It has been less than a year since the labor strife in baseball ended.
The Major League Baseball and Major League Baseball Players Association finalized a collective bargaining agreement on March 19. That came after owners locked the players out for 99 days.
The CBA stretches through 2026. Thus, it would seem the sport should have some labor peace for at least a few more years.
However, storm clouds are already forming on the horizon because of the player payroll disparity among MLB’s 30 teams.
The New York Mets are projected to have a $336-million payroll at the start of the upcoming season, which would be the largest in baseball history. Conversely, the Athletics’ payroll is expected to be $40 million as there is uncertainty concerning whether the franchise will remain in Oakland or move to Las Vegas.
In simple mathematical terms, the Mets’ payroll will be more than eight times higher than that of the Athletics.
In addition to the Mets, six more teams are expected to have payrolls of at least $200 million: New York Yankees ($267 million), Philadelphia Phillies ($231 million), San Diego Padres ($219 million), Los Angeles Dodgers ($217), Toronto Blue Jays ($206 million) and Los Angeles Angels ($202 million).
The Athletics are among nine teams expected to have payrolls under $100 million: Baltimore Orioles ($50 million), Pittsburgh Pirates ($60 million), Tampa Bay Rays ($64 million), Cincinnati Reds ($70 million), Cleveland Guardians ($75 million), Kansas City Royals ($77 million), Washington Nationals ($77 million) and Miami Marlins ($81 million).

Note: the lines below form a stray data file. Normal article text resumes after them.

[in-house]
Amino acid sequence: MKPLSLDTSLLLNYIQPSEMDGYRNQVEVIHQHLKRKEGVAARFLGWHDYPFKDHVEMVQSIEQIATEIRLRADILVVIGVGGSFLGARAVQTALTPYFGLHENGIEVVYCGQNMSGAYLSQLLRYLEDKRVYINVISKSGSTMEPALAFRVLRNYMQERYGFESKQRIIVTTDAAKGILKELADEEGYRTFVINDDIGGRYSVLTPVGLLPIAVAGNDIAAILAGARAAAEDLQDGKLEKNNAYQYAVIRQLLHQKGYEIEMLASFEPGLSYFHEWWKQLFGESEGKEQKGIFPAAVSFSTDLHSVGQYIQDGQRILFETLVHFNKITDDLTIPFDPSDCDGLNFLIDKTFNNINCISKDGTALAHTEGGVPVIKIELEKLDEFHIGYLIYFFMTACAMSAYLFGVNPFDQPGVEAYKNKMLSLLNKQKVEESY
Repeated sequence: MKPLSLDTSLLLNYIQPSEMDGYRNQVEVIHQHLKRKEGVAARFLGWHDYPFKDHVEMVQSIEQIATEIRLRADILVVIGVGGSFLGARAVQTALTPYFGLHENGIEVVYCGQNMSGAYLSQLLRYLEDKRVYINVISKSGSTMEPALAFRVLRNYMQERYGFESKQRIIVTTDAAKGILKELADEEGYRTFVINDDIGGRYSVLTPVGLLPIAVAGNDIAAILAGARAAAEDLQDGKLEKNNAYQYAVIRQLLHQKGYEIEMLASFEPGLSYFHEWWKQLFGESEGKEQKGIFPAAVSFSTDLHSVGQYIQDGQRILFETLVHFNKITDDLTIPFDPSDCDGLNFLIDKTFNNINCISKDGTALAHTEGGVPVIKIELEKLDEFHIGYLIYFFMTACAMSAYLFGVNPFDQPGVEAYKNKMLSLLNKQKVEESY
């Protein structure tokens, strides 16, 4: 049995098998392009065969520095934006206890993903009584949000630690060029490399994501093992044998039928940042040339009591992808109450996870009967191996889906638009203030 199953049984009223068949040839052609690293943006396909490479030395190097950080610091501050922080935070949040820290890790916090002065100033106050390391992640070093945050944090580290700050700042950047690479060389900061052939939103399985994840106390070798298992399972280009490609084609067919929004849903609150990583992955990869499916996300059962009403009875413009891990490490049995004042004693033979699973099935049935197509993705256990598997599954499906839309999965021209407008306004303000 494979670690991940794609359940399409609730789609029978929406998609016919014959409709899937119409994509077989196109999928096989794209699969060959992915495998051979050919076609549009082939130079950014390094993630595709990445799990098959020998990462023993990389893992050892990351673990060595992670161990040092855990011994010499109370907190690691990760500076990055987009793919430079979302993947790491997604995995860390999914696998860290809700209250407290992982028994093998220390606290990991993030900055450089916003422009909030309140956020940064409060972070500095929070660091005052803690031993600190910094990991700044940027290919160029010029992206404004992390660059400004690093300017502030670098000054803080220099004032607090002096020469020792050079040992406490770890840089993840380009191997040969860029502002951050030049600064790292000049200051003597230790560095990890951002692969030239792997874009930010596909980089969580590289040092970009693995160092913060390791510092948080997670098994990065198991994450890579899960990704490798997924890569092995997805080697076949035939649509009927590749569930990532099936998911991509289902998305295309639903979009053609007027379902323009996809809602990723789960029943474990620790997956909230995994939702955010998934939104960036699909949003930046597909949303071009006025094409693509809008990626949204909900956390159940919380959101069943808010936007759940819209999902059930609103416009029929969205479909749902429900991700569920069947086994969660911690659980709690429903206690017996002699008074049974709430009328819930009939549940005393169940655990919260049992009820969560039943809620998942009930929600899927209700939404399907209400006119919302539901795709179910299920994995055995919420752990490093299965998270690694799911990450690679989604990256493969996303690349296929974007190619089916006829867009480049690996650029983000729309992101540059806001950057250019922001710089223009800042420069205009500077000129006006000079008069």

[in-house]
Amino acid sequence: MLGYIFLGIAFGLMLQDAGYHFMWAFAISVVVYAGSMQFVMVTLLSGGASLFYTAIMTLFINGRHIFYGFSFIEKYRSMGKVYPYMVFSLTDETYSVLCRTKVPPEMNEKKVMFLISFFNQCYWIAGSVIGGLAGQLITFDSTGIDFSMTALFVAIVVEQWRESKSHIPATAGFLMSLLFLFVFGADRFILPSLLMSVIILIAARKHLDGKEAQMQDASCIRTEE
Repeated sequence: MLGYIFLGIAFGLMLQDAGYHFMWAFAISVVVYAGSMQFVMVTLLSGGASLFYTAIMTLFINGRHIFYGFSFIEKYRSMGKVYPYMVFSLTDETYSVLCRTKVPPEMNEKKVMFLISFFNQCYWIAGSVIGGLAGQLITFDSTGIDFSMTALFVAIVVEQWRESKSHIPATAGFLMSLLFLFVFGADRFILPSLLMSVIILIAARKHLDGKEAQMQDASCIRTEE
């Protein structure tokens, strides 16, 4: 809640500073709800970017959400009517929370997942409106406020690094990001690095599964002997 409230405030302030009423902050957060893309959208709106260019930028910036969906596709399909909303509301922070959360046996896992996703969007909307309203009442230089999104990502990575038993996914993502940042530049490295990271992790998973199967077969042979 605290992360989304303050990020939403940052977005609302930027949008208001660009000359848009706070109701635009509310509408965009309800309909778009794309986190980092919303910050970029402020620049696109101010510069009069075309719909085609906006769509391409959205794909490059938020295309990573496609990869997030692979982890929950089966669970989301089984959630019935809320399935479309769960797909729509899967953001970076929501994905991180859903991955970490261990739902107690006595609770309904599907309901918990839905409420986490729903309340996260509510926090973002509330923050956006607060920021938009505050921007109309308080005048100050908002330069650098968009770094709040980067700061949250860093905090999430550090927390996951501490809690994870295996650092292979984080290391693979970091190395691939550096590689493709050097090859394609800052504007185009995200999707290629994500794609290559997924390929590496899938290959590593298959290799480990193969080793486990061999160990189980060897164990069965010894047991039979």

Commissioner Rob Manfred believes payroll disparity is among the sport’s biggest problems and has formed a committee comprised of team owners to study the matter. Yet the last CBA did little to address the matter beyond changing luxury tax thresholds.
Manfred believes MLB needed to be a “more national product.”
“When I talk about a more national product, sort of the thought there is that a more national product produces more centrally shared revenue, which, in turn, we hope, would reduce payroll disparities,” Manfred said. “At various times, we have talked and proposed, including in the last round (of collective bargaining talks), about direct payroll regulation, in addition to that, having a minimum payroll.
“We remain open to those sorts of solutions. Obviously, we’re a long way from the next round of bargaining, but there are ways to get at it.”
In other words, without saying it directly, Manfred wants a salary cap as part of the next CBA.
The owners have tried to install a salary cap for more than 30 years and they are part of the economic structures of the NFL, NBA and NHL. However, the MLBPA wants no part of a cap and any talk about a system of that system have constantly been a non-starter in negotiations.
Not surprisingly, MLBPA executive director Tony Clark shot down the idea of a salary cap out of hand last weekend while meeting with reporters at the union’s new satellite office in Phoenix.